Probate Services FAQ
Dealing with the legal and financial paperwork when someone dies can seem a daunting prospect, especially as their loss can be taking a huge emotional toll as well. We are here to help guide you through that process and to help you ensure everything is done properly. You can also contact us to discuss your probate requirements with a member of our specialist Probate Team.
Someone has died, what should I do first?
- Safeguard any dependants, especially children or adults without mental capacity, and organise care for any pets or livestock
- Register the death
- Look for a copy of their will. Inform the executors of the death and check the will regarding funeral arrangements
- Inform family and friends
- If the person who died was a business owner, take urgent professional advice on continuing the business
- Register the death on Tell us Once at the Gov.uk website
- Choose the funeral directors. Arrange the funeral
- If the person owned a property check the house insurance remains valid. Call the insurers to notify them of the death and tell them if the house is now empty
- Remove any small valuables from an empty house, list and arrange to store safely elsewhere
- If there is an empty house arrange a redirect on post as soon as possible.
- If there is a car check the insurance is still valid if still to be driven, for example, by their spouse
- If you had Power of Attorney that has now ceased. Do not continue to act in this capacity
- Choose a professional to help deal with the estate, such as Baldwins
What is Probate?
Dealing with estate administration (Probate) involves three areas:
Accounts – Effectively a balance sheet at the date of death and income and expenditure accounts for the period of administration. As accountants, this is what we do every day, so you know you are in a safe pair of hands.
Tax – Calculating the Inheritance Tax (IHT) and preparing and filing the IHT Return. As qualified tax advisers we calculate tax and complete returns to HMRC as part of our core service.
Legal processes – For most estates these are important but relatively straightforward to deal with. Unlike other accountants, our team have extra qualifications to enable them to look after this for you.
How does Probate work?
Typically there are three stages to the process:
Collecting the information and preparing the detailed list of assets, liabilities and gifts – this stage can typically take 8-12weeks (or longer for very complex estates or incomplete paperwork). We are relying on the response times of other institutions, which can often take some time.
Preparing IHT forms and applying for probate – this stage can typically take 4-6 weeks but cannot be started until stage 1 is complete.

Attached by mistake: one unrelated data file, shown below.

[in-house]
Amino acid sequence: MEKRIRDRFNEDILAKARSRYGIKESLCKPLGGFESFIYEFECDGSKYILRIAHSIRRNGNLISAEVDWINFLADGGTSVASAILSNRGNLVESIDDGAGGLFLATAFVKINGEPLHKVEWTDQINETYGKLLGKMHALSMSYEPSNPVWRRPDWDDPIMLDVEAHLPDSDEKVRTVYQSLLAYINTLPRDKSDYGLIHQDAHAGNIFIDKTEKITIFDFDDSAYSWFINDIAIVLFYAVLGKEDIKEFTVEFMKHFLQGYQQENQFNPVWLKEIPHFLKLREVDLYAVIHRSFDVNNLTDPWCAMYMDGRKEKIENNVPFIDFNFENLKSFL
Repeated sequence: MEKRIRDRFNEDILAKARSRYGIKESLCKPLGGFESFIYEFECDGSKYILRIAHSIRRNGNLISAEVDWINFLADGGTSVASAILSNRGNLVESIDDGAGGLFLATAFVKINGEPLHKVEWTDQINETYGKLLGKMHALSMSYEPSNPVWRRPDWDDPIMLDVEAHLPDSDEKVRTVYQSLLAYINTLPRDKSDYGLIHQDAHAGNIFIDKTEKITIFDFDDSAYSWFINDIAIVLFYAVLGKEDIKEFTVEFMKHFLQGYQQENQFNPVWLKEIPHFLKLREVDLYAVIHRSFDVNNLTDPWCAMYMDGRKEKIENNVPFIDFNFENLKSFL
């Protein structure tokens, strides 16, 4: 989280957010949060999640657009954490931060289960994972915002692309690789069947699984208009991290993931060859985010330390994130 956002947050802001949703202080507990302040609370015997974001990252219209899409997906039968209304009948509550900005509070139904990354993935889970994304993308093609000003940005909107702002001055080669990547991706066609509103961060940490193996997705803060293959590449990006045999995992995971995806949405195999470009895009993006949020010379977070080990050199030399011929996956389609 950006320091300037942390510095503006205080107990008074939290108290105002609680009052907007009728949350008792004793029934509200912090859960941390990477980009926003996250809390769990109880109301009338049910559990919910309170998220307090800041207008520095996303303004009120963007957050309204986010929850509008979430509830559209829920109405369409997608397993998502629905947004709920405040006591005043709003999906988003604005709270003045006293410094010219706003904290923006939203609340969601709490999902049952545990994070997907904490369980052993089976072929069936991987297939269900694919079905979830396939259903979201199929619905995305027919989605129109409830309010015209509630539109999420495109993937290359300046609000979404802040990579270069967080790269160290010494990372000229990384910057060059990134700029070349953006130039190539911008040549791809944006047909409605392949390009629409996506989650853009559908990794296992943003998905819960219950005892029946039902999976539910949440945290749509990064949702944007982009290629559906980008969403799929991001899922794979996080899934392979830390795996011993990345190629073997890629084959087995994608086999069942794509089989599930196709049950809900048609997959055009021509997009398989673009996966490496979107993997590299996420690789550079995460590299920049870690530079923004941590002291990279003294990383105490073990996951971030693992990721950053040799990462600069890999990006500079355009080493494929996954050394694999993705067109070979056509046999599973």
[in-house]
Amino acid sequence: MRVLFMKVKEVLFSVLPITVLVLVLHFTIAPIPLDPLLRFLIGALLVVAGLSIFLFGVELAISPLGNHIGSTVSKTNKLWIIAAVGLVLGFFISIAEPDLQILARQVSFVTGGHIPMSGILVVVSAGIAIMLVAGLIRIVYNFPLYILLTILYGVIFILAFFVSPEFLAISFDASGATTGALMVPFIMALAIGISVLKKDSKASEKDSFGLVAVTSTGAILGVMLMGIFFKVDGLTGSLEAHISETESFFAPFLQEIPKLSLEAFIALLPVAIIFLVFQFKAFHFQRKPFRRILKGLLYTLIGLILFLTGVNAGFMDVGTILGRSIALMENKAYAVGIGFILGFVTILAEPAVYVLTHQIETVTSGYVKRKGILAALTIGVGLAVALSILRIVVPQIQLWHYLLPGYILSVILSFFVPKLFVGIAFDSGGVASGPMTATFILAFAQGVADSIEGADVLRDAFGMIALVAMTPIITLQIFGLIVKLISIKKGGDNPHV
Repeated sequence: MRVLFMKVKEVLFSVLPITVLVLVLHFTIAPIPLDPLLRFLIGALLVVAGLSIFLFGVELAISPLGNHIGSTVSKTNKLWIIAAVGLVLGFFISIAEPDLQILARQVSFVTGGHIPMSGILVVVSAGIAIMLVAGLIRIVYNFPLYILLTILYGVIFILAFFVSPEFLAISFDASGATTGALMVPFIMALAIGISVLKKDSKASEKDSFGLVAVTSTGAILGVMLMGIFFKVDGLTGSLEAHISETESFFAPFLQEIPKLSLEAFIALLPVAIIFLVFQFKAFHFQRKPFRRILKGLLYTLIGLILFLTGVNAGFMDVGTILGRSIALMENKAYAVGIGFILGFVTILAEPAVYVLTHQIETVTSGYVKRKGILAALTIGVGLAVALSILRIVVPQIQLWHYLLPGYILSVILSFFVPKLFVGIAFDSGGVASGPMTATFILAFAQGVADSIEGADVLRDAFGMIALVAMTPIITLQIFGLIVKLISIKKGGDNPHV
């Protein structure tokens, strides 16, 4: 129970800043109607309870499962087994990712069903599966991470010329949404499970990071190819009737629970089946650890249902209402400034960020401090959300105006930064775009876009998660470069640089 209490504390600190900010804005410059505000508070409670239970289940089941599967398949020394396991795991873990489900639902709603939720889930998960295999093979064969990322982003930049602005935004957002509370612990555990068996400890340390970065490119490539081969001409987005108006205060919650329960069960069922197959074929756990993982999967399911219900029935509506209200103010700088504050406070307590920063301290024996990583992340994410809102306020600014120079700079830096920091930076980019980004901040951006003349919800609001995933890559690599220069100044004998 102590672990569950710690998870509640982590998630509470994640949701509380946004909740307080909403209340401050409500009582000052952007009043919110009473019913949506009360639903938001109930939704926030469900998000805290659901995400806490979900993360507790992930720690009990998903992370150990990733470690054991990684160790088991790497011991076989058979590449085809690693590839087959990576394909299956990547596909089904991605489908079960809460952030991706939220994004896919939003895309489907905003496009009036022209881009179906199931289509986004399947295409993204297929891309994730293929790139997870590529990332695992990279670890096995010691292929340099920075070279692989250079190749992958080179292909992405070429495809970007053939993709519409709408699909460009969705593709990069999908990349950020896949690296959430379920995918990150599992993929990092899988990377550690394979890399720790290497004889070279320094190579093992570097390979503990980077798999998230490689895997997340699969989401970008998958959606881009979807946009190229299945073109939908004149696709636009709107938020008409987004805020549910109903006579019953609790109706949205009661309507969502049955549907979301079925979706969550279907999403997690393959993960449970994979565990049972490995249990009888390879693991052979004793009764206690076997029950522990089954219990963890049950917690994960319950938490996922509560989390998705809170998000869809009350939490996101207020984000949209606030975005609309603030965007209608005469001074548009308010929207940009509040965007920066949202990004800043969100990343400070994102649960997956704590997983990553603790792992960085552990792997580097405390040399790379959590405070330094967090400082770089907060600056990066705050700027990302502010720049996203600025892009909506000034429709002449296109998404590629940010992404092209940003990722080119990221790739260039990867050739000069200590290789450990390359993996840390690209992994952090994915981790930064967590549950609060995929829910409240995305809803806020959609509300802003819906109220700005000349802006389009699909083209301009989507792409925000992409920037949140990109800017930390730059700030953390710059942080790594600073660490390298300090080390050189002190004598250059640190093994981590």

Collecting in and distributing the assets – Probate is normally granted 3-4 weeks after application. This stage can typically take 8-12 weeks or longer if there is a property or a business. If there is a trust in the will, assets will be transferred to the trustees at this point. Partial distributions can also be made.
How long will it take?
Having worked with clients on probate for many years, we understand that most people have no idea how long it will take to deal with the estate of someone who has died and it usually takes much longer than expected.
Each estate is different and varies in size and complexity. We try to set realistic expectations at the start. The time taken is not really about the total value but the number of different types of assets and debts. Ten bank accounts with about £100 in them will take more time to sort than one bank account with £100,000.
A large amount of unsorted paperwork and a lack of clarity about exactly what the deceased owned will take time and effort to resolve, compared to a far larger estate managed by professionals, or someone with power of attorney where everything is known.
In practice many estates can obtain the grant of probate within six months if there are no unexpected matters.
We’re here to get things done as fast as possible, and provide you with a realistic timeline for completion. We’ll keep you fully updated at regular intervals so you know how things are progressing.
How much inheritance tax (IHT) is due and when is it payable?
If the approximate value of the estate assets is known a good estimate of the IHT can be given at the initial meeting or shortly afterwards. This can be affected by gifts made within the last seven years, by specific reliefs for business or agricultural property and by any allowances which their spouse who died previously did not use.
The tax is due 6 months after the date of death but is payable before probate is granted (except where it relates to property when it can be paid by instalments).
Most assets are still frozen at this point but money in the deceased’s bank account can be used and sent directly to HMRC by the bank. If there is no money available in the Estate our experienced Banking and Finance Team can usually arrange a short term loan secured on the assets.